Bioengineers at the University of California, San Diego have discovered that mouse embryos are contemplating their cellular fates in the earliest stages after fertilization when the embryo has only two to four cells, a discovery that could upend the scientific consensus about when embryonic cells begin differentiating into cell types. Their research, which used single-cell RNA sequencing to look at every gene in the mouse genome, was published recently in the journal Genome Research. In addition, this group published a paper on analysis of “time-course”single-cell data which is taken at precise stages of embryonic development in the journal of Proceedings of the National Academy of Sciences.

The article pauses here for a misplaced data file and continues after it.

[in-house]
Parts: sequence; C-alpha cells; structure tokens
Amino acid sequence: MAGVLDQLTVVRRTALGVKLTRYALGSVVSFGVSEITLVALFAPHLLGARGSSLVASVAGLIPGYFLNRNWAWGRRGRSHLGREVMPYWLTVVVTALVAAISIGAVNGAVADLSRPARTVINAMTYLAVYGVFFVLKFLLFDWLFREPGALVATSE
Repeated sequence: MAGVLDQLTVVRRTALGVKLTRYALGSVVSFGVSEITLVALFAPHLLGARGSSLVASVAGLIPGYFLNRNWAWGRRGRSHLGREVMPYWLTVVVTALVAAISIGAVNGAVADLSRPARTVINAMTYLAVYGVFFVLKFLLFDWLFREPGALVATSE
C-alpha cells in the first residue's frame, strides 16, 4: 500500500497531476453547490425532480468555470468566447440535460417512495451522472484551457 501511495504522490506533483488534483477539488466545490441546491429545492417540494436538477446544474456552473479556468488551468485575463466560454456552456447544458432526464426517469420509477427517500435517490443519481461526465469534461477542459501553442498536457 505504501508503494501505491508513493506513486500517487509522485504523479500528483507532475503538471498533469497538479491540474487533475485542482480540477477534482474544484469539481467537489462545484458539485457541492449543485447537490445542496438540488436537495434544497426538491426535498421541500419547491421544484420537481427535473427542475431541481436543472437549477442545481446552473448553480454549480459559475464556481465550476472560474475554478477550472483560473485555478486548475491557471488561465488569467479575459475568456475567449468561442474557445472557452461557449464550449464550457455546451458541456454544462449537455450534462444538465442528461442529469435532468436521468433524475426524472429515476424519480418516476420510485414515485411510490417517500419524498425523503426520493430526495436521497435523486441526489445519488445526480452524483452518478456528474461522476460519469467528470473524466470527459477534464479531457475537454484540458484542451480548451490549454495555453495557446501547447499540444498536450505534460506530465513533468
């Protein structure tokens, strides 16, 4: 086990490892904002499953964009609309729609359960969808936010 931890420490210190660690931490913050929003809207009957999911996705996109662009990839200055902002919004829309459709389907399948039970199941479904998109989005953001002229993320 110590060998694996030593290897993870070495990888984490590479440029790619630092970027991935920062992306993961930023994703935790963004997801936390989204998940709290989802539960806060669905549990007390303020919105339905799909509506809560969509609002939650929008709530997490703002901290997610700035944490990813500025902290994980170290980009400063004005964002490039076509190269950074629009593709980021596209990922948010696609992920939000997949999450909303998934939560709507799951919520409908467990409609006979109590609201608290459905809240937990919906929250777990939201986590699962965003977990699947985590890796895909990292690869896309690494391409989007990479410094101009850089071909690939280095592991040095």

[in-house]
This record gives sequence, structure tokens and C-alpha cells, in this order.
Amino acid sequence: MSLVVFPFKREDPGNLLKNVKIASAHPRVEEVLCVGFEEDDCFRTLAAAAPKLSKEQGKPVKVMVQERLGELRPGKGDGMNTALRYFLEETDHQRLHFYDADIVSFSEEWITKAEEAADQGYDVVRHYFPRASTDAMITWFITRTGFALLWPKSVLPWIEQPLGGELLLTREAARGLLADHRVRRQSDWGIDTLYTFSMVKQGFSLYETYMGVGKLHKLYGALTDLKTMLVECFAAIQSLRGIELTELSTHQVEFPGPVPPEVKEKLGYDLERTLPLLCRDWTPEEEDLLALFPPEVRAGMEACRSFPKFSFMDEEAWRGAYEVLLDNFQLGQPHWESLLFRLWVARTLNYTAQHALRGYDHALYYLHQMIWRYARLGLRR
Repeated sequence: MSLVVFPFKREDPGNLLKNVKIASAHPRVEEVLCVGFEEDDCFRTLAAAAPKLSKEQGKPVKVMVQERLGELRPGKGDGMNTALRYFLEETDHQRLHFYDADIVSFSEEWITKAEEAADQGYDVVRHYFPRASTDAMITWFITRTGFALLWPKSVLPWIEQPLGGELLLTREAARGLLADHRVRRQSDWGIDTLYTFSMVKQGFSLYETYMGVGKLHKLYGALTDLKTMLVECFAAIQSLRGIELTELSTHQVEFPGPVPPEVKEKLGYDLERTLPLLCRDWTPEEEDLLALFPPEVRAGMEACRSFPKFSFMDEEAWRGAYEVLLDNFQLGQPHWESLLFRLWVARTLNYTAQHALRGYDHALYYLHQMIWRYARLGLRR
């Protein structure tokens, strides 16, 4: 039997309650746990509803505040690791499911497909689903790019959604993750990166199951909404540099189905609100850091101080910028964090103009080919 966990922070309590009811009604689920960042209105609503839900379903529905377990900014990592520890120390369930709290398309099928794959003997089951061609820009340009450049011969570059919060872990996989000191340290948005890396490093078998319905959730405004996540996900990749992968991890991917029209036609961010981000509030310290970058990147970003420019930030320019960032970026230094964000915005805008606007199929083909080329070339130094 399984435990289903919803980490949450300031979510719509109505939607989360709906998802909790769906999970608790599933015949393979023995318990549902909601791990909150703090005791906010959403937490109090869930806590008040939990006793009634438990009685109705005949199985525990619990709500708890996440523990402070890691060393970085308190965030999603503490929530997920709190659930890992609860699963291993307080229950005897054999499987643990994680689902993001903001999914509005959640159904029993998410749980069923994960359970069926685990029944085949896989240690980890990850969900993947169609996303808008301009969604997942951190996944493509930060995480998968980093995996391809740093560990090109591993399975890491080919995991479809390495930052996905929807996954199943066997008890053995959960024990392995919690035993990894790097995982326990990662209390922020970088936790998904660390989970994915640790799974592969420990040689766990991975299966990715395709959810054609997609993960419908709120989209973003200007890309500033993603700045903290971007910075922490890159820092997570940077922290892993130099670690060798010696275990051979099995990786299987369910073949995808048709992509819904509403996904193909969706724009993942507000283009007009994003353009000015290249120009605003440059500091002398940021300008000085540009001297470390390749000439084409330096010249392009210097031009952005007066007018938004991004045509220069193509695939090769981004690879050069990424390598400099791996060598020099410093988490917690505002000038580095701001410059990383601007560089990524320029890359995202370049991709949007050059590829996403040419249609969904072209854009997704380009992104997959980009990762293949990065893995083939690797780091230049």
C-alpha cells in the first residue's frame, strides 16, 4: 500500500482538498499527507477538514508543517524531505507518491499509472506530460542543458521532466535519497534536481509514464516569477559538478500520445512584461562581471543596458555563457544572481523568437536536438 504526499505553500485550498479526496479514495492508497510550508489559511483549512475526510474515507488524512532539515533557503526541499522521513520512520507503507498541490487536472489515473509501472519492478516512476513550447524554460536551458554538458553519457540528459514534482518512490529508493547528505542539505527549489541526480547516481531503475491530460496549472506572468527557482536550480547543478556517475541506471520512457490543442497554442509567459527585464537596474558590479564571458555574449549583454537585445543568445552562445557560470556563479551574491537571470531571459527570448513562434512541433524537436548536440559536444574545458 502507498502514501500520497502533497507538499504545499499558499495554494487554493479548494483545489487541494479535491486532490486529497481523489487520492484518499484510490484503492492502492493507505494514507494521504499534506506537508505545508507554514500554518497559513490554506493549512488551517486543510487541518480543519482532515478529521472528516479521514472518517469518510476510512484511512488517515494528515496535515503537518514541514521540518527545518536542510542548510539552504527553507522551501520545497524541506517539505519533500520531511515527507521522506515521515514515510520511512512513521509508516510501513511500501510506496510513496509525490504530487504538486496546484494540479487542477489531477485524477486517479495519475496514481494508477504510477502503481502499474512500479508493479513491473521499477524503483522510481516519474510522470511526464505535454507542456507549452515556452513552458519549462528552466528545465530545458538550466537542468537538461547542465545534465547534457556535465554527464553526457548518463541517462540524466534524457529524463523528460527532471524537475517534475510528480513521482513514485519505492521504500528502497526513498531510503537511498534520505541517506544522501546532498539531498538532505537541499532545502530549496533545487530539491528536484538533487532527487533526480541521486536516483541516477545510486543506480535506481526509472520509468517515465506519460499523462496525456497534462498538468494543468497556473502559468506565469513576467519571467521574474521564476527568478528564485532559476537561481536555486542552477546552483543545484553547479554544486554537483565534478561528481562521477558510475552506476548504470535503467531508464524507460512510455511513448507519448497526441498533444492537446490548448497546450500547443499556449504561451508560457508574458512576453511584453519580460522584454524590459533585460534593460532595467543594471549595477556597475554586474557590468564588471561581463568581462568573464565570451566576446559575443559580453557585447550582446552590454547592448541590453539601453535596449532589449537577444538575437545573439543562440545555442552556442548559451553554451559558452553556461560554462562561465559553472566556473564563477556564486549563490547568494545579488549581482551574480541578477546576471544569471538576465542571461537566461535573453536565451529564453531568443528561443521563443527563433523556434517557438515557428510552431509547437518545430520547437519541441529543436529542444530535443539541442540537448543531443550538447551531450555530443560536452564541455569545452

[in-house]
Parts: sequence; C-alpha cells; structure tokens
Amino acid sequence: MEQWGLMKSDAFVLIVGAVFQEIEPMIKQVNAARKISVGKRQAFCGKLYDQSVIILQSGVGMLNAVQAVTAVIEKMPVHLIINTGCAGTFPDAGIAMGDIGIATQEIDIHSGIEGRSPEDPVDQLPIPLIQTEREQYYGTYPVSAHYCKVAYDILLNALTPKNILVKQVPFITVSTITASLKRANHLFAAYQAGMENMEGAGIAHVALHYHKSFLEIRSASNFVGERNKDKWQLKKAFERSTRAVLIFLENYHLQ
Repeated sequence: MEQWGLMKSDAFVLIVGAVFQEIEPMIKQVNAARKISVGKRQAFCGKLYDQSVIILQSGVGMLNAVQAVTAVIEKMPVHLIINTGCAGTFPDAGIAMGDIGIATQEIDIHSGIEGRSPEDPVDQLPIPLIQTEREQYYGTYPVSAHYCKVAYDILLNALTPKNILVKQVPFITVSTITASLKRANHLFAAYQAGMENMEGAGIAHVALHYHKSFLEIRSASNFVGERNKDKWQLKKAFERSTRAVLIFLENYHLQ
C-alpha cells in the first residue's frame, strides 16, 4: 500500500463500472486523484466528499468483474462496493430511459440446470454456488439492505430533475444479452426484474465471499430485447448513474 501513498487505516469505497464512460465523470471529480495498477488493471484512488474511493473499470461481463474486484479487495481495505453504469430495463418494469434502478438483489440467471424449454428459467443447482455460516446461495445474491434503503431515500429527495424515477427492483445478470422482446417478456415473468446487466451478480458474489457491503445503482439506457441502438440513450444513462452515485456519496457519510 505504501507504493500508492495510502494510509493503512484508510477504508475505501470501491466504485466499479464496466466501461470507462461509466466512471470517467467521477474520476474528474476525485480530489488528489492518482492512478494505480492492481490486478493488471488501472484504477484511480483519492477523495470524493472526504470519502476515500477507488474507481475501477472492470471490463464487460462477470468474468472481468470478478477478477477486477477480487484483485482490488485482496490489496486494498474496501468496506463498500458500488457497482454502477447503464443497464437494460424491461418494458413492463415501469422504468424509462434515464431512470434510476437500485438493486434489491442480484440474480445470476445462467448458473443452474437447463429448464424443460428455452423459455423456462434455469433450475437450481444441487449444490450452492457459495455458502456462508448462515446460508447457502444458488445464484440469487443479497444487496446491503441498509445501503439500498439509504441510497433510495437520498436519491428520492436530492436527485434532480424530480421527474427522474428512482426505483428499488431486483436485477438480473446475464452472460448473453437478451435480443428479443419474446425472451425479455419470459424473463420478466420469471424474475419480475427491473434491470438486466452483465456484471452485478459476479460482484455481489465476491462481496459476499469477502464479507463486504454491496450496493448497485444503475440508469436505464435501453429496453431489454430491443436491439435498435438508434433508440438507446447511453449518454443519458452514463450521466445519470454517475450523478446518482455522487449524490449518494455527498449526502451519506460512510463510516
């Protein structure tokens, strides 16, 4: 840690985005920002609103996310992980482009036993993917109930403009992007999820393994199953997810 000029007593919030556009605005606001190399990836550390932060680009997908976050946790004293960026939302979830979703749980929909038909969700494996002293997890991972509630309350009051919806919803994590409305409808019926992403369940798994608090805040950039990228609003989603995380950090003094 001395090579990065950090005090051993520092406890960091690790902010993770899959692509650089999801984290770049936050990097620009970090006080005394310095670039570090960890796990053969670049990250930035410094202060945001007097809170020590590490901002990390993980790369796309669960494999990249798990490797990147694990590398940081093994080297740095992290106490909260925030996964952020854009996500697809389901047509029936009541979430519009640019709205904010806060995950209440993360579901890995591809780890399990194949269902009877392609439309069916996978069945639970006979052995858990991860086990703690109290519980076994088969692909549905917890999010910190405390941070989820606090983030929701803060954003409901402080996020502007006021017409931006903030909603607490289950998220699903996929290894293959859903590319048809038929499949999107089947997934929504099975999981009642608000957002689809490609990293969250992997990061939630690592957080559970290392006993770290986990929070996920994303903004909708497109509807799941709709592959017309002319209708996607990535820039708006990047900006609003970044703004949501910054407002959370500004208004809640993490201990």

The research team used single-cell RNA-sequencing to measure every gene in the mouse genome at multiple stages of development to find differences in gene expression at precise stages.
Credit: Art by Victor O. Leshyk provided courtesy of bioeningeering professor Sheng Zhong, UC San Diego Jacobs School of Engineering.